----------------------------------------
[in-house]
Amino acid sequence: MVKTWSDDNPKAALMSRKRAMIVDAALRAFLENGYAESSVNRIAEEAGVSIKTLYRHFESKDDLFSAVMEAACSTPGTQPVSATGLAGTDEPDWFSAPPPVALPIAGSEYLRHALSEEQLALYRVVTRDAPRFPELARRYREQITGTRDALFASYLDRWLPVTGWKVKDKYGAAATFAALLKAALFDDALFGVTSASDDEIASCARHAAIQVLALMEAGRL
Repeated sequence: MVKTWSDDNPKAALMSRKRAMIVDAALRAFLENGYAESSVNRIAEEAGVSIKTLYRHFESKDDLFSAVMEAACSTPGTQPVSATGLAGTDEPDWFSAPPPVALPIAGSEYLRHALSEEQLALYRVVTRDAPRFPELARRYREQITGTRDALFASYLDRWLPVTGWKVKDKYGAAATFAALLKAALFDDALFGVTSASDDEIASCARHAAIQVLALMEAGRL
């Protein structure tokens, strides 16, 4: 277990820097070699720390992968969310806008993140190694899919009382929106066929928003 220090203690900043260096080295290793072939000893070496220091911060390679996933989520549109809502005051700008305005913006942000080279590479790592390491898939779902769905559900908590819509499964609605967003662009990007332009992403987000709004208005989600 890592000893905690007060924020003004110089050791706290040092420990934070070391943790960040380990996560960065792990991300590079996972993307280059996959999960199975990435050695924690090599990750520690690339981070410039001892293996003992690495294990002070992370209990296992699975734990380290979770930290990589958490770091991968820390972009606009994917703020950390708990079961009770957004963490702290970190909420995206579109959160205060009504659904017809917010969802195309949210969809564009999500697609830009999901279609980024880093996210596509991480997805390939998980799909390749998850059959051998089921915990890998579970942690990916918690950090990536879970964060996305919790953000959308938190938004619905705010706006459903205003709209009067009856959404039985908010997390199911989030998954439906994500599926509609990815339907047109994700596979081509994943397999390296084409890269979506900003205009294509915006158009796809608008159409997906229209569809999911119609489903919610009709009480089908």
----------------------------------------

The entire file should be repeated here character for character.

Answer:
[in-house]
Amino acid sequence: MVKTWSDDNPKAALMSRKRAMIVDAALRAFLENGYAESSVNRIAEEAGVSIKTLYRHFESKDDLFSAVMEAACSTPGTQPVSATGLAGTDEPDWFSAPPPVALPIAGSEYLRHALSEEQLALYRVVTRDAPRFPELARRYREQITGTRDALFASYLDRWLPVTGWKVKDKYGAAATFAALLKAALFDDALFGVTSASDDEIASCARHAAIQVLALMEAGRL
Repeated sequence: MVKTWSDDNPKAALMSRKRAMIVDAALRAFLENGYAESSVNRIAEEAGVSIKTLYRHFESKDDLFSAVMEAACSTPGTQPVSATGLAGTDEPDWFSAPPPVALPIAGSEYLRHALSEEQLALYRVVTRDAPRFPELARRYREQITGTRDALFASYLDRWLPVTGWKVKDKYGAAATFAALLKAALFDDALFGVTSASDDEIASCARHAAIQVLALMEAGRL
């Protein structure tokens, strides 16, 4: 277990820097070699720390992968969310806008993140190694899919009382929106066929928003 220090203690900043260096080295290793072939000893070496220091911060390679996933989520549109809502005051700008305005913006942000080279590479790592390491898939779902769905559900908590819509499964609605967003662009990007332009992403987000709004208005989600 890592000893905690007060924020003004110089050791706290040092420990934070070391943790960040380990996560960065792990991300590079996972993307280059996959999960199975990435050695924690090599990750520690690339981070410039001892293996003992690495294990002070992370209990296992699975734990380290979770930290990589958490770091991968820390972009606009994917703020950390708990079961009770957004963490702290970190909420995206579109959160205060009504659904017809917010969802195309949210969809564009999500697609830009999901279609980024880093996210596509991480997805390939998980799909390749998850059959051998089921915990890998579970942690990916918690950090990536879970964060996305919790953000959308938190938004619905705010706006459903205003709209009067009856959404039985908010997390199911989030998954439906994500599926509609990815339907047109994700596979081509994943397999390296084409890269979506900003205009294509915006158009796809608008159409997906229209569809999911119609489903919610009709009480089908």